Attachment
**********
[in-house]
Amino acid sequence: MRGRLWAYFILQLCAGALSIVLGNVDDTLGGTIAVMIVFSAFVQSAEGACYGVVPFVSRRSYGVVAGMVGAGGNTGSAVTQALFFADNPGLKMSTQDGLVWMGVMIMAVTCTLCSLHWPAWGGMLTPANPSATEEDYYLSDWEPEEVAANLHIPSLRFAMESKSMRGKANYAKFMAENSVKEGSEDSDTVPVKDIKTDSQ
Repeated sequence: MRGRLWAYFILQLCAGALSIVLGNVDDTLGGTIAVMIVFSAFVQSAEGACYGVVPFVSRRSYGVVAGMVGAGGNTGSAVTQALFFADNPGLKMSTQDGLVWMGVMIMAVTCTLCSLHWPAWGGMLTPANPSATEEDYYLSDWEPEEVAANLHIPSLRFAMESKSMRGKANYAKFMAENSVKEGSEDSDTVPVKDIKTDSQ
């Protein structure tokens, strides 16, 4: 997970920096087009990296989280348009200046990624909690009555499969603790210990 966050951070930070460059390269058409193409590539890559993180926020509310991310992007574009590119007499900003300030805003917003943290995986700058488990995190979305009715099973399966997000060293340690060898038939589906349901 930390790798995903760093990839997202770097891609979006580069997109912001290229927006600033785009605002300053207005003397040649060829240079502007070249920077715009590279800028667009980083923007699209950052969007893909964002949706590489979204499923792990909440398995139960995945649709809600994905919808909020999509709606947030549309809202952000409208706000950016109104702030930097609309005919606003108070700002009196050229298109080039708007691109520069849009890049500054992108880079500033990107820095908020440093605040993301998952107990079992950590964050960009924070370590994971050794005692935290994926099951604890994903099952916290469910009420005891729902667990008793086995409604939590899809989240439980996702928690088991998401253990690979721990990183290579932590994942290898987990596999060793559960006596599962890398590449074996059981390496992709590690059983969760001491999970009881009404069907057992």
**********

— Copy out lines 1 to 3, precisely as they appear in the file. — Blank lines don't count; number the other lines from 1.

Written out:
[in-house]
Amino acid sequence: MRGRLWAYFILQLCAGALSIVLGNVDDTLGGTIAVMIVFSAFVQSAEGACYGVVPFVSRRSYGVVAGMVGAGGNTGSAVTQALFFADNPGLKMSTQDGLVWMGVMIMAVTCTLCSLHWPAWGGMLTPANPSATEEDYYLSDWEPEEVAANLHIPSLRFAMESKSMRGKANYAKFMAENSVKEGSEDSDTVPVKDIKTDSQ
Repeated sequence: MRGRLWAYFILQLCAGALSIVLGNVDDTLGGTIAVMIVFSAFVQSAEGACYGVVPFVSRRSYGVVAGMVGAGGNTGSAVTQALFFADNPGLKMSTQDGLVWMGVMIMAVTCTLCSLHWPAWGGMLTPANPSATEEDYYLSDWEPEEVAANLHIPSLRFAMESKSMRGKANYAKFMAENSVKEGSEDSDTVPVKDIKTDSQ